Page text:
What Happens Under the Mistletoe Chapter One
Walton Hall, Hertfordshire
December 19, 1829
Lord Stephen Corry, youngest brother of a marquess, might be considered too radical for polite company, but clearly he still had some credit in society. Otherwise he wouldn’t now be a guest at the manor house of American artist Jeremy Keane and the man’s new wife—Stephen’s old friend—Lady Yvette.
He entered the drawing room to find Yvette directing footmen who were hanging a large painting on one wall.
“Ah, there you are,” she said. “And just in time for the unveiling of my new portrait. Jeremy hasn’t seen it framed yet, so I’m surprising him by showing it off to our guests. The gentlemen are changing clothes after a day of shooting, the ladies will arrive any moment from shopping in town, and this must be hung before I can summon Jeremy from his studio.”
“He didn’t go shooting with the men?”
She laughed. “Jeremy is not the shooting sort.”
Stephen well understood that. “I fear I’m intruding on your house party.”
“Nonsense. Clarissa was absolutely right. It’s absurd of you to spend the night at the village inn when we have so much room here.”
What would Yvette think if she knew that her best friend—his cousin—had her own reasons for wishing him here? It had been a stroke of luck when he’d run into Clarissa earlier in the day.
I’ll convince Yvette to invite you if you’ll kiss me under the mistletoe in front of Edwin, Clarissa had said.
Why on earth would I wish to attend some society house party? he’d asked.
You told me once that you wanted to meet the owner of Montague Mills. Well, she’ll be at this party. I’ll introduce you.
Though Stephen hadn’t been sure what Clarissa was about with Edwin Barlow, the Earl of Blakeborough, he’d found the promise regarding Miss Amanda Keane, Yvette’s sister-in-law, impossible to resist. He had an article to write, after all, and he’d have no chance of meeting the American mill owner otherwise.
By all accounts, she was a colorless spinster with a hard-nosed view of life, who ventured into society as little as possible. He’d heard she’d be leaving England in a couple of weeks, so this would be his only chance to interview her.
“Well, I promise not to cause too much trouble,” he joked.
“Somehow I doubt that. Between our tendency to provoke people and the way women react to you, I imagine there will be trouble aplenty.” She grinned. “Fortunately, I enjoy a lively party. As does Jeremy.”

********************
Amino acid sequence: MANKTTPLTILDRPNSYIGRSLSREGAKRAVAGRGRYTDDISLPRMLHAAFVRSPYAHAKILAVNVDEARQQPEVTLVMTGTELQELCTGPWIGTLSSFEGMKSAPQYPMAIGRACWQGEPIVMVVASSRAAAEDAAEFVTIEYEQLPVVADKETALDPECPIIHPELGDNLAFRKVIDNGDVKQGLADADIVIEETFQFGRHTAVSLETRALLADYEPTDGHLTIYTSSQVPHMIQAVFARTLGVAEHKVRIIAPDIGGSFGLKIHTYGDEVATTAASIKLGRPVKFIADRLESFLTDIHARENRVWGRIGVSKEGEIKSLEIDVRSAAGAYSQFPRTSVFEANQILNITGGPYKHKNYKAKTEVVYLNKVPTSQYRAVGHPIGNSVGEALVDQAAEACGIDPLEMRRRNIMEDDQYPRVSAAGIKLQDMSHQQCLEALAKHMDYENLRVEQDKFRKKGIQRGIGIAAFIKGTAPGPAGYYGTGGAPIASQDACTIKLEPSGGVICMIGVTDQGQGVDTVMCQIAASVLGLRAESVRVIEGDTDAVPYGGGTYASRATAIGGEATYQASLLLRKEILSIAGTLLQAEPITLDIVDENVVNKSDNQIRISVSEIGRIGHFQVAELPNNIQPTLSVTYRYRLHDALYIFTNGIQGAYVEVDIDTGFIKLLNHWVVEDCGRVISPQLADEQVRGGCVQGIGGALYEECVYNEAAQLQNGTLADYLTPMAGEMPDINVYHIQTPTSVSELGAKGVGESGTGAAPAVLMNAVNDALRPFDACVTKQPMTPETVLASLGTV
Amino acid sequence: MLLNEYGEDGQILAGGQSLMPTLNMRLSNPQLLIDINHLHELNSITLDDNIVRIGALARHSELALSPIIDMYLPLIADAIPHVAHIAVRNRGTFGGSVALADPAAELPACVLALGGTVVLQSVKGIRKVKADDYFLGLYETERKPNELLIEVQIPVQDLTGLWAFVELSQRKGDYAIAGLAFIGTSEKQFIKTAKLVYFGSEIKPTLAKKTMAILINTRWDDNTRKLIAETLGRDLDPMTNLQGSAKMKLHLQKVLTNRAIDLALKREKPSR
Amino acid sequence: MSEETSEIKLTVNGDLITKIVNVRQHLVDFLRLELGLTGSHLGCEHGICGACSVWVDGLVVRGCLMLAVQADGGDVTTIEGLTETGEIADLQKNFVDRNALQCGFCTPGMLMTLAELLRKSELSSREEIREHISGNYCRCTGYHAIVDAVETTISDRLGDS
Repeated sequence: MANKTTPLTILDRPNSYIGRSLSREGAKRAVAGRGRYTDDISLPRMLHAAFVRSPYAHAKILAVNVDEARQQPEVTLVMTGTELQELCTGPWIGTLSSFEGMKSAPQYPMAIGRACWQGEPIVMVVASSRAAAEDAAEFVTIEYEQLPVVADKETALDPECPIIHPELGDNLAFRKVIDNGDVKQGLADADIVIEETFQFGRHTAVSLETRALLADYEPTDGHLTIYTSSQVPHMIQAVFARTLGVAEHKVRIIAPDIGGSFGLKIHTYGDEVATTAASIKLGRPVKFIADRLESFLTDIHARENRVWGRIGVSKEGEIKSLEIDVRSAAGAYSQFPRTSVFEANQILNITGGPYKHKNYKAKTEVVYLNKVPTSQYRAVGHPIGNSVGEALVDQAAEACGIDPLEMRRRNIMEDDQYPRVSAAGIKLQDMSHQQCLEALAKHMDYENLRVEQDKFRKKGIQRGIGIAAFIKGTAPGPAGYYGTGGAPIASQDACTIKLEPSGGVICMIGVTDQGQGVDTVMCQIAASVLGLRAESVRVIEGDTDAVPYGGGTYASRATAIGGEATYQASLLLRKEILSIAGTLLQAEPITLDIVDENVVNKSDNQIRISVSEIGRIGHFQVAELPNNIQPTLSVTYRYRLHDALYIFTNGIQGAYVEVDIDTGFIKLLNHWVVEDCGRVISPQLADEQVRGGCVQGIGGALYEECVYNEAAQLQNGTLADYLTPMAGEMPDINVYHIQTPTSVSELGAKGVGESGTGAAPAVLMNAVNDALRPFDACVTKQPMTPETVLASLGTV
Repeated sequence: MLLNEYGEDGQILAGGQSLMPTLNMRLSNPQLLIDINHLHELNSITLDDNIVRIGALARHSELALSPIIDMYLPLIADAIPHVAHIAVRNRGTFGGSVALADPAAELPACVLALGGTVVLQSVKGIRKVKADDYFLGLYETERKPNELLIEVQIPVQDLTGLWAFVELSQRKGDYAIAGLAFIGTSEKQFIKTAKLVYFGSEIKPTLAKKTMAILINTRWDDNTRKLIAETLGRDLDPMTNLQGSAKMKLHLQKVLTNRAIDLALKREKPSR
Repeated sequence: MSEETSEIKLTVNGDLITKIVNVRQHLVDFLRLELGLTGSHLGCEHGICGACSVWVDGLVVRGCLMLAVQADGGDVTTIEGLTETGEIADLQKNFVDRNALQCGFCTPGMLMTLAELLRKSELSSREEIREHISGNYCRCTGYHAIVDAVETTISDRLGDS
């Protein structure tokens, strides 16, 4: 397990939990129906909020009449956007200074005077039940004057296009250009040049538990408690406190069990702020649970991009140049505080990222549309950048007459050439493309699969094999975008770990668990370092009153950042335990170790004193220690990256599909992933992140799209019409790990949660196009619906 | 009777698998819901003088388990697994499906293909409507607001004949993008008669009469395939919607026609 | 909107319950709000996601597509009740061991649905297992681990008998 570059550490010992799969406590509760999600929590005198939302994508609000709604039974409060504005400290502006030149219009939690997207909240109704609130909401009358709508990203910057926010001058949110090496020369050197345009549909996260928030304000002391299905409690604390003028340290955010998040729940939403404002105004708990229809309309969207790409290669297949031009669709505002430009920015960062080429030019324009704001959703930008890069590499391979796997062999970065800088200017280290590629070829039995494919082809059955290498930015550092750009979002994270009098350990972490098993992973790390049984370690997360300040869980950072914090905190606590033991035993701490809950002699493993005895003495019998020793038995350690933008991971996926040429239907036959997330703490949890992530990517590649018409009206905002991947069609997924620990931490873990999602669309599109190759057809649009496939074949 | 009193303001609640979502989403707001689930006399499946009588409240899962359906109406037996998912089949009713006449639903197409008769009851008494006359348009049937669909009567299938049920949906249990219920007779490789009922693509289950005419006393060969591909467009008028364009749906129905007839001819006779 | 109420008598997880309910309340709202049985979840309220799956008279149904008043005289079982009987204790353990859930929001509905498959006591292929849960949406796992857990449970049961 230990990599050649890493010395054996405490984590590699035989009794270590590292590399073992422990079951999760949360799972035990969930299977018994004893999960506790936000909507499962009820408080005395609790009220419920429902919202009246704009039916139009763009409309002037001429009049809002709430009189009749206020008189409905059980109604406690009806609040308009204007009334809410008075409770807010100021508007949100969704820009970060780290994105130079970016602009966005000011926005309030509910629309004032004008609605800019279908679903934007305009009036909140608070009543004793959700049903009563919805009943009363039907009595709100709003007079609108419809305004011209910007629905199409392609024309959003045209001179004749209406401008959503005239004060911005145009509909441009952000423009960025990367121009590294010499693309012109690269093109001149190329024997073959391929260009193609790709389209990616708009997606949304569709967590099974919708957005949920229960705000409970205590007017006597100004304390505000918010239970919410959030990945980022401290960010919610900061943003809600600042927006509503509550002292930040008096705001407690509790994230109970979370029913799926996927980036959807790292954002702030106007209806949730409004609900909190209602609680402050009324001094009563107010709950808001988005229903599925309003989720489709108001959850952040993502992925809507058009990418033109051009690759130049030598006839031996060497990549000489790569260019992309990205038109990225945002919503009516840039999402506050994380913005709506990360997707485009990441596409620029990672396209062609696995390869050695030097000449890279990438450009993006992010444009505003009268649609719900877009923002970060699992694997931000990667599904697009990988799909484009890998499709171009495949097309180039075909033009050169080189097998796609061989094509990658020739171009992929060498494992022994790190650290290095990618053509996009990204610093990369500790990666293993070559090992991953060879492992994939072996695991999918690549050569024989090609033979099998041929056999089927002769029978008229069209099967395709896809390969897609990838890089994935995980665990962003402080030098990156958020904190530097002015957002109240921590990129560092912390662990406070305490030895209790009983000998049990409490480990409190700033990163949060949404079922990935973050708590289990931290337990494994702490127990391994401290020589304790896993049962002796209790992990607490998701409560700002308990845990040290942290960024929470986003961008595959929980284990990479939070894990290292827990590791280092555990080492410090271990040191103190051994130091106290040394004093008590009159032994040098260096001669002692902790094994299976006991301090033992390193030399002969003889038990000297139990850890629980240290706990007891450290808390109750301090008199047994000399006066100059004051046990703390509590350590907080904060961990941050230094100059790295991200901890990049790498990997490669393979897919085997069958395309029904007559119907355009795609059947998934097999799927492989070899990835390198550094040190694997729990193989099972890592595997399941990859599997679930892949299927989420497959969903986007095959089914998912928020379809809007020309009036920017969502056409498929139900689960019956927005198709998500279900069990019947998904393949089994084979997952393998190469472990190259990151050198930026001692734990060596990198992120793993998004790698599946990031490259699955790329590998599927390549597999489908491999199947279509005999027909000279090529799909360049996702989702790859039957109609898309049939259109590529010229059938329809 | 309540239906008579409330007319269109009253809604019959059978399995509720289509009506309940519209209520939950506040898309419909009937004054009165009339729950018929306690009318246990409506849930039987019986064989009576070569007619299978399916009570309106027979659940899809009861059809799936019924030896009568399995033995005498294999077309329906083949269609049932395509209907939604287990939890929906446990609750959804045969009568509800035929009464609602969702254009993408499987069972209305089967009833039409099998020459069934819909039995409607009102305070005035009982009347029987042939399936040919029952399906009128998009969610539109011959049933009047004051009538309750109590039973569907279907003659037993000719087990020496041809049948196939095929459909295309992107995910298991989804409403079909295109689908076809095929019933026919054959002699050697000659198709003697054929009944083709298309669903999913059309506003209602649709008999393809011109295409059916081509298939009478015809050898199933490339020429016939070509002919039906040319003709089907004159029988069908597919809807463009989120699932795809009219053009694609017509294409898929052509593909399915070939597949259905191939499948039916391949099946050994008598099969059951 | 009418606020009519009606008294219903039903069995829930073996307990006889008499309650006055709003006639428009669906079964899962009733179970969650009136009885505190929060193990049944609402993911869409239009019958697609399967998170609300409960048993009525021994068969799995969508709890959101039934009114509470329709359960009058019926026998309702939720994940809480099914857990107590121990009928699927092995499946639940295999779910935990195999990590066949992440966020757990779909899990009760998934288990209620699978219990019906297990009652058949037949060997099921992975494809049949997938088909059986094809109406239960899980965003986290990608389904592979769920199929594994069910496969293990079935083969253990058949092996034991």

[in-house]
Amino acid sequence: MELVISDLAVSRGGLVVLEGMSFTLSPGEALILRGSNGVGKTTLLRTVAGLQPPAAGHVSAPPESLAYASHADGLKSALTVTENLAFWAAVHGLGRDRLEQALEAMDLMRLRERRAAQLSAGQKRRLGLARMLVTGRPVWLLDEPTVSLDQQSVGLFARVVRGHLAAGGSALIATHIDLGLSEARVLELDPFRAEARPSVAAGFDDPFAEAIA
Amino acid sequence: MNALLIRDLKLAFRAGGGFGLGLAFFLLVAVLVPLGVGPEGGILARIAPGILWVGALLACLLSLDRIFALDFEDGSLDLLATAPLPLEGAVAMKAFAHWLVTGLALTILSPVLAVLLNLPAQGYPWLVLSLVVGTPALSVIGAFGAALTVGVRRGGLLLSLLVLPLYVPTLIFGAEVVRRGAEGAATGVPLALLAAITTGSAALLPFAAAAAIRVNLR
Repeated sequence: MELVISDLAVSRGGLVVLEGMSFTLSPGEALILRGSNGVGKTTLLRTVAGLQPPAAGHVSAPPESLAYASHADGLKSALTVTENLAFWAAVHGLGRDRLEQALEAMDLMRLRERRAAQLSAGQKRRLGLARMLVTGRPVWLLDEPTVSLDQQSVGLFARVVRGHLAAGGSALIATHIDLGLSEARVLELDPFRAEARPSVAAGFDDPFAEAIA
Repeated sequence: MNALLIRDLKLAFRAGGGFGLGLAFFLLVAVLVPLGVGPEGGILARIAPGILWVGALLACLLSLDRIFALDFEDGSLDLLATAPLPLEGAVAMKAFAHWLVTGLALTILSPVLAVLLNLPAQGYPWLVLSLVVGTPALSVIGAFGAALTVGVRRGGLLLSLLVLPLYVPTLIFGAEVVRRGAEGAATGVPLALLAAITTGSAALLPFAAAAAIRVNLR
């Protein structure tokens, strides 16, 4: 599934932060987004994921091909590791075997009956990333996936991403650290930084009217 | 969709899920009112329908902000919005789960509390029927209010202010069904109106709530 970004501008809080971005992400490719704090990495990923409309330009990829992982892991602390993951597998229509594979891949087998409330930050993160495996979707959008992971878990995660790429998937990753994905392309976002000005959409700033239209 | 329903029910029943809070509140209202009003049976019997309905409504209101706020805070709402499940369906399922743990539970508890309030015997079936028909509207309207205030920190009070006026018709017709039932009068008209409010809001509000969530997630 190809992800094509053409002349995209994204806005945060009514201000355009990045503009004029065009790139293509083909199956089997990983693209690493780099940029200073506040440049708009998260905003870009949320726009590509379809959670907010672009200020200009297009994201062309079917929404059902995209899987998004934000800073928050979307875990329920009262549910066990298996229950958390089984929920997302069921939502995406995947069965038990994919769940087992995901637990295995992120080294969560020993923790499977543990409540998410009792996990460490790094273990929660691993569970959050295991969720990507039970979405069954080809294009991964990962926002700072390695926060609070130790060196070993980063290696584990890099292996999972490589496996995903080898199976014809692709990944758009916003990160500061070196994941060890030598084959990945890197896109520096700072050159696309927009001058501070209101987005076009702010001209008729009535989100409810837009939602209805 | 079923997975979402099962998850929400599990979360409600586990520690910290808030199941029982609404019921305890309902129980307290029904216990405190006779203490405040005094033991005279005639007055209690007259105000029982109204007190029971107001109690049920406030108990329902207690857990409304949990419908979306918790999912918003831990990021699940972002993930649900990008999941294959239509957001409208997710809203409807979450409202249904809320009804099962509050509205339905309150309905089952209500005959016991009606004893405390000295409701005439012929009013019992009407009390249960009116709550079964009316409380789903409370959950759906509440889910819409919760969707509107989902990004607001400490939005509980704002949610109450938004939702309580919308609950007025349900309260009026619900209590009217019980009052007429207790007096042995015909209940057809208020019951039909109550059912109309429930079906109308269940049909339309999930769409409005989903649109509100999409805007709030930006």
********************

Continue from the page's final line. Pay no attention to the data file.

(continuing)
“Wait—how do women react to me?” he asked, genuinely curious.
Yvette eyed him askance. “You know perfectly well that every lady you meet wants to fall into your lap. The older you get, the more unobtainable they find you, and now that you’re nearly thirty, they’re practically salivating to catch the elusive Lord Stephen.”
“I’m only twenty-eight,” he said sourly.
“Close enough. Especially when you stalk about with that air of dismissive impatience that perversely attracts them all.”
“Have you been reading gothic novels again?”
“No, as a matter of fact,” she said lightly. “I’ve merely spent years watching you trail women behind you as though you were a prodigal son pied piper.”
The prodigal son part certainly fit. And it wasn’t his fault that his pursuits left him no time for the fairer sex. Or that his lack of interest only seemed to attract them more.
Sounds of horse hooves crunching on the snowy drive outside wafted to them. “We can continue this discussion later,” Yvette said. “That’s the carriages bringing the ladies from town, and I’m sure the gentlemen will be down soon, too. Go corral everyone and move them into the drawing room quietly, so as not to spoil the surprise, will you?”
Before heading off, Stephen asked, “Does my brother know I’m here?”
“How could he? When I arrived earlier, he was still out shooting with the others. But I’m sure he’ll be happy to see you.”
“I doubt that.” Ever since Stephen had begun writing for The London Monitor, he and Warren had been at odds. “He thinks me a dangerous radical determined to foment revolution and destroy England.”
“He does not. He merely worries you’ll do something rash and get yourself killed.”